The first club in Curaçao was established at a time when the island had just 25,000 inhabitants and there wasn’t a football field in sight. In fact, the first game of CVV Republic against the Dutch Marines was held in the garden of the Santa Famia Church. The friars, who were also the schoolteachers, played a big role in the early years, among other things by clearing plots of land to create playing fields.
The Curaçao Football Federation (Curaçaose Voetbal Bond) CVB was established and organized the first Curaçao Championship with eight clubs participating.
The first national selection traveled to Haiti to play against Haiti, Jamaica and the Dominican Republic. We did very well in the tournament, with several wins over Haiti and the Dominican Republic.
The CVB affiliated with FIFA and exchanges with neighboring countries followed on a regular basis.
The First CONCACAF Championship took place in San José, Costa Rica. Participating countries were Costa Rica, Curaçao, Nicaragua, El Salvador and Panama. Curaçao came in 3rd. That same year the Curaçao and Aruba federations joined forces and established the Netherlands Antilles Football Federation NAVB. The winners of the local island championships could now play for the title of Netherlands Antilles Champion.
In May 1946 the CVB celebrated its 25th anniversary with an international tournament in Curaçao. Visiting teams were Aruba, Surinam, Atletico Juniors (Colombia) and Feyenoord (The Netherlands). Curaçao won all matches. The last one against the famous Dutch Feyenoord attracted a large number of spectators and Curaçao won 4-0. That summer our team traveled to Holland for three months and played nine matches against various teams, of which the 3-3 draw against Feyenoord is vividly remembered. More than 37,000 fans came to the Rotterdam stadium, almost as many as the entire population of Curaçao at the time! And young goalkeeper Ergilio Hato made a lasting impression with his amazing athletic abilities and leaping strength.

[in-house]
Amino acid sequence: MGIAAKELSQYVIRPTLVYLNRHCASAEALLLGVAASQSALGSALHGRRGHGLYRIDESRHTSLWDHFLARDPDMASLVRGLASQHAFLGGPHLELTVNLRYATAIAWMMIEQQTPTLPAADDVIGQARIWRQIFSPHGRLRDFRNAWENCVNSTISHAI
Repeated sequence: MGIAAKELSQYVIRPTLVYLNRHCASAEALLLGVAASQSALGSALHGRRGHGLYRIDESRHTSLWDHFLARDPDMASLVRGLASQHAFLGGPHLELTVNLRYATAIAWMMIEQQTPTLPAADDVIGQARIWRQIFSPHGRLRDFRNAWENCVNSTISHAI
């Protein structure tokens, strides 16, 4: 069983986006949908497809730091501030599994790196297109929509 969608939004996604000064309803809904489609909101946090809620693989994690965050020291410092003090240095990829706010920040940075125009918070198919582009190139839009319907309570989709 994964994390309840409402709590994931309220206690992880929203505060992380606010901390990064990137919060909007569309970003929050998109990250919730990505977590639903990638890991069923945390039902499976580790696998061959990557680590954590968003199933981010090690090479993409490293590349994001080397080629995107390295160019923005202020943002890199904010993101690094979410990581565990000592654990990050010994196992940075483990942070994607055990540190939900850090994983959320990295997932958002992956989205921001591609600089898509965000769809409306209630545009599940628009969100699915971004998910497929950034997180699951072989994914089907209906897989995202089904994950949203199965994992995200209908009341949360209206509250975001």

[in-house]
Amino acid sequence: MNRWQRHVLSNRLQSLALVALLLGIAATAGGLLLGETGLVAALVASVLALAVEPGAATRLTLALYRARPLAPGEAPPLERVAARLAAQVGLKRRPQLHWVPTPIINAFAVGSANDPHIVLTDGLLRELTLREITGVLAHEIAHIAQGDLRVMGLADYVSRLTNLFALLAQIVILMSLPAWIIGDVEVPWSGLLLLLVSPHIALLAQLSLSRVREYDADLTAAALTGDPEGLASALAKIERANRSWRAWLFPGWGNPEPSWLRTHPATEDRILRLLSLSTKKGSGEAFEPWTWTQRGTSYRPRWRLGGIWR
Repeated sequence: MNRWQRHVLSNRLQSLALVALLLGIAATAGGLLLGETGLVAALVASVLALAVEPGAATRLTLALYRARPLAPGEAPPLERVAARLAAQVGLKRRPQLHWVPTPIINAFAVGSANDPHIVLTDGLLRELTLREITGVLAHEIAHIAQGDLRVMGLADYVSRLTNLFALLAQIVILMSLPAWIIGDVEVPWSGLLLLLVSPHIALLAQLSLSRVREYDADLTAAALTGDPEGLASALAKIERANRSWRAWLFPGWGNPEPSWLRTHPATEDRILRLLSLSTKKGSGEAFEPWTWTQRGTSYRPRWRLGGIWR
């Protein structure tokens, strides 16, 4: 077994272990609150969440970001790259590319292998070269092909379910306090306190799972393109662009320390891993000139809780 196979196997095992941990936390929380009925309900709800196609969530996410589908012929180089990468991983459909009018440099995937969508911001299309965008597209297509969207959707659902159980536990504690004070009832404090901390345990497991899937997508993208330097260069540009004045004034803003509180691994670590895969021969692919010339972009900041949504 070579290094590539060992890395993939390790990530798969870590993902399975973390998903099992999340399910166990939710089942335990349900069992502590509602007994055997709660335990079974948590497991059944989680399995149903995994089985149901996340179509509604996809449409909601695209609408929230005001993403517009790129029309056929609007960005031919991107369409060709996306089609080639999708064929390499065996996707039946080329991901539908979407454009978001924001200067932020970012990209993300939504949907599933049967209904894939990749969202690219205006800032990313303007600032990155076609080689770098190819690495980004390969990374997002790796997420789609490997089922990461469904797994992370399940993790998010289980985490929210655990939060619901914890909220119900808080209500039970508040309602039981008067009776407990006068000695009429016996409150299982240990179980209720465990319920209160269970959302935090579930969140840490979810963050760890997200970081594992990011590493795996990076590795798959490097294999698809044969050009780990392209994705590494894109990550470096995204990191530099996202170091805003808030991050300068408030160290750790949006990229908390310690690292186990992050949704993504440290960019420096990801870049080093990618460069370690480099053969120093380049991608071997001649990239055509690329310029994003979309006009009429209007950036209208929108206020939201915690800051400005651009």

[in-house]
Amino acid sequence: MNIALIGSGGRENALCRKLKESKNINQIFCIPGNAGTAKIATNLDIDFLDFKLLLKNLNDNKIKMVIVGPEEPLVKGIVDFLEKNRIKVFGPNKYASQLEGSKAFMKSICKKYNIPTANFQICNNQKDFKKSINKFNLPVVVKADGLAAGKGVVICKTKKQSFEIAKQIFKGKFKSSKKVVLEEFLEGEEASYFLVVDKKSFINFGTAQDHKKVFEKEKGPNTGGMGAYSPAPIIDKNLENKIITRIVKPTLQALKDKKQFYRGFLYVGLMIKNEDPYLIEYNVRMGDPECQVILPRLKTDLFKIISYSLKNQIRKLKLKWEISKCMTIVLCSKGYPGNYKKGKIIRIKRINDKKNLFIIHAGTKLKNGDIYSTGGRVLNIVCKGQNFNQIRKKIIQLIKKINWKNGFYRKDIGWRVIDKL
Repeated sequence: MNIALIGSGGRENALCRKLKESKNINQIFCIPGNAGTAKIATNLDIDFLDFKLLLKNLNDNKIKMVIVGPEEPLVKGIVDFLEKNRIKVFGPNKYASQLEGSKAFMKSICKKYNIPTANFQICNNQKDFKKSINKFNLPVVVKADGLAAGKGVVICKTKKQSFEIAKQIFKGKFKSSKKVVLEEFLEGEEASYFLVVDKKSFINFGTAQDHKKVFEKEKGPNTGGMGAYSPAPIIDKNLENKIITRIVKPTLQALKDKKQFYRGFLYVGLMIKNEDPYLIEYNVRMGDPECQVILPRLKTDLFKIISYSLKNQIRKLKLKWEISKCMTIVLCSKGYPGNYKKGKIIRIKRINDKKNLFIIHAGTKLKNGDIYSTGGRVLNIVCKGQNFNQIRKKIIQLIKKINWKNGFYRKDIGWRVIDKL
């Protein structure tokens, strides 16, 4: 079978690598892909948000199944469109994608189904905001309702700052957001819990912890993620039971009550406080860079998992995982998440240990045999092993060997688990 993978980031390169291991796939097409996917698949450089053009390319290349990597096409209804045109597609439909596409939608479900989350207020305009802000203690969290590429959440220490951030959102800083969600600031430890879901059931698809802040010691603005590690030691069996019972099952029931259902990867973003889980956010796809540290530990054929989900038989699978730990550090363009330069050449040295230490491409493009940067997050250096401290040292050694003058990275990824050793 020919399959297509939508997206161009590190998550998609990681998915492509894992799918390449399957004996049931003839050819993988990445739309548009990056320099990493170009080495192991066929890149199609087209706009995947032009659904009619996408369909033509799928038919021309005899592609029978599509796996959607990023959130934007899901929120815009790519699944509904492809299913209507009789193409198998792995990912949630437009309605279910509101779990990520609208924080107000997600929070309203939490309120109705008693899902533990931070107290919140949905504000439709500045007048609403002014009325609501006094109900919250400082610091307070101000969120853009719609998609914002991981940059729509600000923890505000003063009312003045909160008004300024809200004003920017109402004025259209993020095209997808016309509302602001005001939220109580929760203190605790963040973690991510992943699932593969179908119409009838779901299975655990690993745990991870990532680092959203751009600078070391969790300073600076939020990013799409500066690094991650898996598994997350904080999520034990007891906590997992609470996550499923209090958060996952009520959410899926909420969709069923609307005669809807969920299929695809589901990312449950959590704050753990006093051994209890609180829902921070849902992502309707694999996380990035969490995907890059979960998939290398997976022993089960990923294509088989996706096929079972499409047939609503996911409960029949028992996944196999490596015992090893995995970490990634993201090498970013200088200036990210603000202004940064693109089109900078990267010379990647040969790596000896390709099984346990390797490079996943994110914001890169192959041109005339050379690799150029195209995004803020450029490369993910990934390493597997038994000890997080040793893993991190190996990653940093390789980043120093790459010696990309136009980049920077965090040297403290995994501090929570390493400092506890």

Our national team performed well in the next CONCACAF Championship and won the Central American and Caribbean Games gold medal. Hato became a legend in South America and the Caribbean and will always be remembered as “El pantera negra”. He was offered several contracts abroad but always chose to stay close to home. The Curaçao national stadium was later named after him.
1958 brought another organizational change with the establishment of NAVU, the Netherlands Antilles Football Union. Soon after, the Aruban AVB affiliated with NAVU and the Bonaire Football Federation BVB followed in 1959. Players from all three islands could now participate in the national selection.
The legacy of Mordy Maduro
The driving force behind NAVU and FFK was Mordy Maduro, president of CVB from 1951 and of NAVU from 1958 to 1971. He was also elected vice-president of FIFA in 1960 and re-elected in 1968. Thanks to him many foreign teams visited Curaçao in those years. His great contribution to football development was honored in 2002 by naming the NAVU Development Center after him.
More professional preparation
In 1977 the CVB changed its name to FFK (Curaçao Football Federation in Papiamentu), which it still carries today. Aruba gained ‘status aparte’ within the kingdom in 1986, retiring from NAVU and successfully applying for separate FIFA-affiliation. In the following years, selections in different age-categories (U-17, U-20) participated in CONCACAF and FIFA pre-qualifying tournaments. Training became more professional, and the U-17 selection even reached the second round in 1996.